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A remarkable story of reconciliation is a lesson for South Africa in race relations


Kenneth Mokgatlhe is a social and political commentator.

Despite being as diverse as the rainbow, South Africa has always been fragile when it comes to race relations. Since the advent of democracy in 1994, there have been numerous attempts to bring people together. The results have not always been satisfying. The South African Human Rights Commission is central to resolving race relations disputes.

A few days before Reconciliation Day (16 December), we witnessed the most remarkable reconciliation between the erstwhile former Wits Students’ Representative Council president Mcebo Dlamini and the South African Jewish Board of Deputies (SAJBD). 

In 2015, the South African Human Rights Commission (SAHRC) received a complaint from the SAJBD against Dlamini after he demonstrated his admiration for Adolf Hitler and delved into stereotypical anti-Semitic tropes about Jews. On 14 December, the SAHRC did sterling work by facilitating mediation between the two conflicting parties. The mediation was successful and it was encouraging to see Dlamini’s courageous ability to take responsibility for the hurtfulness of his words and apologise for his comments.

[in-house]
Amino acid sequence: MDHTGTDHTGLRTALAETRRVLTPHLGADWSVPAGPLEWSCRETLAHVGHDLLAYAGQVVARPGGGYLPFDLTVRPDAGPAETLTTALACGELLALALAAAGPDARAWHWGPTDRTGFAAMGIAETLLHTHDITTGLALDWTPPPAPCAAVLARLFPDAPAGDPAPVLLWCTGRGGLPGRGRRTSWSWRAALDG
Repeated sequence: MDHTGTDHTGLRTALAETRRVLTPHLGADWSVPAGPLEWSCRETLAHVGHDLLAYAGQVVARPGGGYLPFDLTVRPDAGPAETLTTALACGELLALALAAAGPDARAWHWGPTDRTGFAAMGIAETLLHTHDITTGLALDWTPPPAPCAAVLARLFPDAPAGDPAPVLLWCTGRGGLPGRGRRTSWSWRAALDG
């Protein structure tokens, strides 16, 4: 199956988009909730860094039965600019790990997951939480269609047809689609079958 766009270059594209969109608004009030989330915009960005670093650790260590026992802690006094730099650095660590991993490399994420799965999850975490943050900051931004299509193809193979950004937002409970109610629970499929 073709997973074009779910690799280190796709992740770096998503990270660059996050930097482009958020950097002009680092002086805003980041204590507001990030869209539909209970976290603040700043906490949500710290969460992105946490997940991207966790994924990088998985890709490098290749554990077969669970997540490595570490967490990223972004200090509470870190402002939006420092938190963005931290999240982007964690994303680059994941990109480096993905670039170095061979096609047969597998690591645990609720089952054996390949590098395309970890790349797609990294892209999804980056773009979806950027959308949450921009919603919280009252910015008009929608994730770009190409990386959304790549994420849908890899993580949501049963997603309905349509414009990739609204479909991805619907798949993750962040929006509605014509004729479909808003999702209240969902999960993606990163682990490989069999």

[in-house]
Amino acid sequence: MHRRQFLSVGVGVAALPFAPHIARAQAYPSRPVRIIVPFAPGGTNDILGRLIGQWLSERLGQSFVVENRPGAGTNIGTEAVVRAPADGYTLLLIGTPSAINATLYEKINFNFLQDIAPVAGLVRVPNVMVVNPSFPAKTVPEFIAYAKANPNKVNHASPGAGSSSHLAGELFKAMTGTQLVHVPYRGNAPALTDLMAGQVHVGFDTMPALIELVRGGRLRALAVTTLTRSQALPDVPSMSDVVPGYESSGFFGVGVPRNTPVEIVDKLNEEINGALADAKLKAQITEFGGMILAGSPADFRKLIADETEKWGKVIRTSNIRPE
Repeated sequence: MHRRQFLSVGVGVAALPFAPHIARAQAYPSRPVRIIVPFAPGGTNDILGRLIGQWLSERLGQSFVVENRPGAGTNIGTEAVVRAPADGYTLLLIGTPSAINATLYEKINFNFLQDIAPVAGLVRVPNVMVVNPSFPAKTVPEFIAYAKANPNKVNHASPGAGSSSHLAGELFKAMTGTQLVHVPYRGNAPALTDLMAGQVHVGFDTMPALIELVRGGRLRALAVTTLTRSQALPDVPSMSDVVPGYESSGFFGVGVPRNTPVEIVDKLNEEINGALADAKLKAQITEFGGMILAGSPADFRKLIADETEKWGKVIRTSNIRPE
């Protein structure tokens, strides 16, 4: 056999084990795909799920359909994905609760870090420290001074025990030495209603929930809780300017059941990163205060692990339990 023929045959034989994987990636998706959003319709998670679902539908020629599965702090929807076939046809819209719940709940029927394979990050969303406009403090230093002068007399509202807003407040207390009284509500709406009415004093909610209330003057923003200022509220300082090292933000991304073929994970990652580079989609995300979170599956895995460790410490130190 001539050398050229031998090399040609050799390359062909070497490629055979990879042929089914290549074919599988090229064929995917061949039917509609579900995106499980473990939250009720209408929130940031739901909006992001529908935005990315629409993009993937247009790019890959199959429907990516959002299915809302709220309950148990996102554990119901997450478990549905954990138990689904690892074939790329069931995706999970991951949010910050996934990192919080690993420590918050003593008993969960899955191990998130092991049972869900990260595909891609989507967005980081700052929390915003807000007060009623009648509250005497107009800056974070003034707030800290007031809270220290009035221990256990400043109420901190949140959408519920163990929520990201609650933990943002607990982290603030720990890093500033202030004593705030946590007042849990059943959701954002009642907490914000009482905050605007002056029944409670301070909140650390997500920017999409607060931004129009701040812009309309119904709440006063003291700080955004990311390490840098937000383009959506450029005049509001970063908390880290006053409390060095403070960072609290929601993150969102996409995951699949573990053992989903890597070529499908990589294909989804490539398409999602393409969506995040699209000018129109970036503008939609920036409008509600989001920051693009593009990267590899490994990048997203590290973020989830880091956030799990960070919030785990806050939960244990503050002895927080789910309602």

Between 1941 and 1945, history tells us that Hitler committed a mass murder known today as the Holocaust or Shoah, whereby 6 million European Jews were brutally murdered. It is, therefore, irrational to idolise this infernal creature who murdered innocent souls. Hitler scapegoated Jews, turning fellow citizens against each other. Jews were blamed for all the problems that Germany faced following World War 1. 

We have also seen how Africans murdered each other in Rwanda in 1994 when there was a genocide committed by Hutus against Tutsis. There has never been a politician who has accounted for their crimes in this tragic battle. 

Hatred divides people and can lead to conflict, as in the case of Europe during World War 2, South Africa during apartheid years, America during slavery and to some extent today during liberal democracy as we continue to hear about movements such as #BlackLivesMatter or #AllLivesMatter countering the former one. 

That is why an acknowledgement of wrongdoing is so important, as in the case of Dlamini. The SAJBD recognised this. 

Welcoming the apology from Dlamini, the SAJBD’s vice-president, Zev Krengel, said that Dlamini’s apology was truly remorseful. “The sincerity with which he acknowledged the hurt that he caused our community was palpable.”  

The SAJBD is well known for taking on people who make anti-Semitic remarks. It has a zero tolerance for this form of racism. Earlier this year, there was a historic court verdict in the Randburg Magistrates’ Court when Matome Letsoalo was handed a three-year suspended sentence for threatening and anti-Semitic tweets that he posted in June 2018. This was after Letsoalo pleaded guilty to a charge of crimen injuria lodged by the SAJBD. According to the magistrate, the harsh sentencing was to send a strong message that those who violated the Constitution by using hate speech would be punished.